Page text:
Technology 3 min read

Wearable Device Provides Real-Time Insight Into People's Emotions

Image Credit: Paul Turner/Lancaster University

Image Credit: Paul Turner/Lancaster University

Imagine a wearable device that signals your emotions. For example, when you get angry, it could light up, squeeze your wrist, or vibrate to make you aware of your feelings and help you better control it.

That’s what the researchers at Lancaster University’s School of Computing and Communications have developed.

Thanks to these smart materials on wrist-worn prototypes, people with affective disorders like anxiety, bipolar disorders, and depression can conveniently monitor their emotions.

The color of the wristband changes as the wearer’s emotions increases or decreases. That way, users can easily see or feel what’s happening without looking at their smartphone’s screen or desktop.

Speaking about the technology, co-author of the study, Muhammad Umair said:

“The idea is to develop self-help technologies that people can use in their everyday life and be able to see what they are going through. Wrist-worn private affective wearables can serve as a bridge between mind and body and can really help people connect to their feelings.”

Previous works on wearable techs capable of reading emotions have focused more on showing data on smartphone screen or desktop interface.

Unfortunately, the information is usually too complicated for average users. These include abstract visualizations of biosignals and graphs. Also, since it’s a history of their emotion or feelings, users could not act in real-time.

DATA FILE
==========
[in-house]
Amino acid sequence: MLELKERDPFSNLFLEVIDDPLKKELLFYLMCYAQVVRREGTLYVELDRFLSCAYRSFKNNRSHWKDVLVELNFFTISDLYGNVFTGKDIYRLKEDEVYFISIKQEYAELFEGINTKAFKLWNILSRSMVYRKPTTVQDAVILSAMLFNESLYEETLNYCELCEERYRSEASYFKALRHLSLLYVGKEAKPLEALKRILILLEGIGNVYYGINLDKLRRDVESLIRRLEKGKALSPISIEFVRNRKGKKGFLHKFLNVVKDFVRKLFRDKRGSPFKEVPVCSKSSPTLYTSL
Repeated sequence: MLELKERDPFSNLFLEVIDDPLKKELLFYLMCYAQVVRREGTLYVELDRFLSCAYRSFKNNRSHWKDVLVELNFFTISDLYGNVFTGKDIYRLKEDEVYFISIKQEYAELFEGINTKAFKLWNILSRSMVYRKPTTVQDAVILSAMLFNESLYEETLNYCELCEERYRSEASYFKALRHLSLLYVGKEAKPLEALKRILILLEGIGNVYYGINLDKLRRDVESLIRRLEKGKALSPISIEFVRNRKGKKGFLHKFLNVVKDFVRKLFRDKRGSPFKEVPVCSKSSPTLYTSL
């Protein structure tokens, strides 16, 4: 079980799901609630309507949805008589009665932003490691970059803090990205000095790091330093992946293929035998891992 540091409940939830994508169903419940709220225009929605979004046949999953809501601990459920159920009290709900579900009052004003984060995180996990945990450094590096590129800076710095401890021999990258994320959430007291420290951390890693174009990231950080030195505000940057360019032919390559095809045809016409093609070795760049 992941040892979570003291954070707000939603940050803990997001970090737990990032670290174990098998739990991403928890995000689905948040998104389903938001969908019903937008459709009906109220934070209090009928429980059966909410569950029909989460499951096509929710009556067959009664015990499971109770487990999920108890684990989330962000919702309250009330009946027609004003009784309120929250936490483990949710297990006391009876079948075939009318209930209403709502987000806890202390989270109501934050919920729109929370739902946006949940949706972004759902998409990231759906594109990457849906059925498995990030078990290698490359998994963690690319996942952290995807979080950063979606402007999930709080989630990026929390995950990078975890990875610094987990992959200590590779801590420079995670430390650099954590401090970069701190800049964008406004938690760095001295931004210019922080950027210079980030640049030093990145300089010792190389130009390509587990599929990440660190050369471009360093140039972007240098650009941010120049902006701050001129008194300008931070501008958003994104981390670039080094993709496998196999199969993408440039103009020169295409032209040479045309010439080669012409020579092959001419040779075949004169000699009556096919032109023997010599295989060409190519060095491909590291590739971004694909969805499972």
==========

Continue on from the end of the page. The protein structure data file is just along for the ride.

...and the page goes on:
That’s where the new wearable device shines.

Instead of depending on just visual signals, the researcher went for other sensory cues like tightening feeling, heat sensation, and vibration. As a result, the wearable tech provides real-time data which users can act on.

The wearable device that can signal a person's emotional state
Image courtesy of Paul Turner/Lancaster University

How the Wearable Device Provides Real-Time Insight Into Wearer’s Emotion

To create the sensation, the researchers used thermochromic materials that’s changes color with an increase in temperature. Also, they included devices that are capable of squeezing the wrist or vibrating.

Next, the researchers invited several participants to wear the prototype for eight to sixteen hours. During this period, the participants had to report what they were doing when the device activated.  These include activities and emotions such as laughing, working, or watching a movie, being scared, etc.

A skin response sensor embedded in the wearable device picks up the users’ emotional arousal through galvanic skin response. Then, it measures the electrical conductivity of the skin and presents it in physical output based on the prototype’s design.

It worked! The users started paying better attention to feelings that they were unaware of beforehand.

Muhammad noted:

“Participants started to pay attention to their in-the-moment emotional responses, realizing that their moods had changed quickly and understood what it was that was causing the device to activate. It was not always an emotional response, but sometimes other activities – such as taking part in exercise – could cause a reaction.”

The researchers believe that a better understanding of the materials – including their qualities – is necessary to open up new design opportunities. This could ultimately lead to better wearable techs that’ll give users a better understanding of their emotions.

Read More: Hand Motion Sensing Upgrade Make Smartest Wearables Ever

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Sumbo Bello

Sumbo Bello is a creative writer who enjoys creating data-driven content for news sites. In his spare time, he plays basketball and listens to Coldplay.

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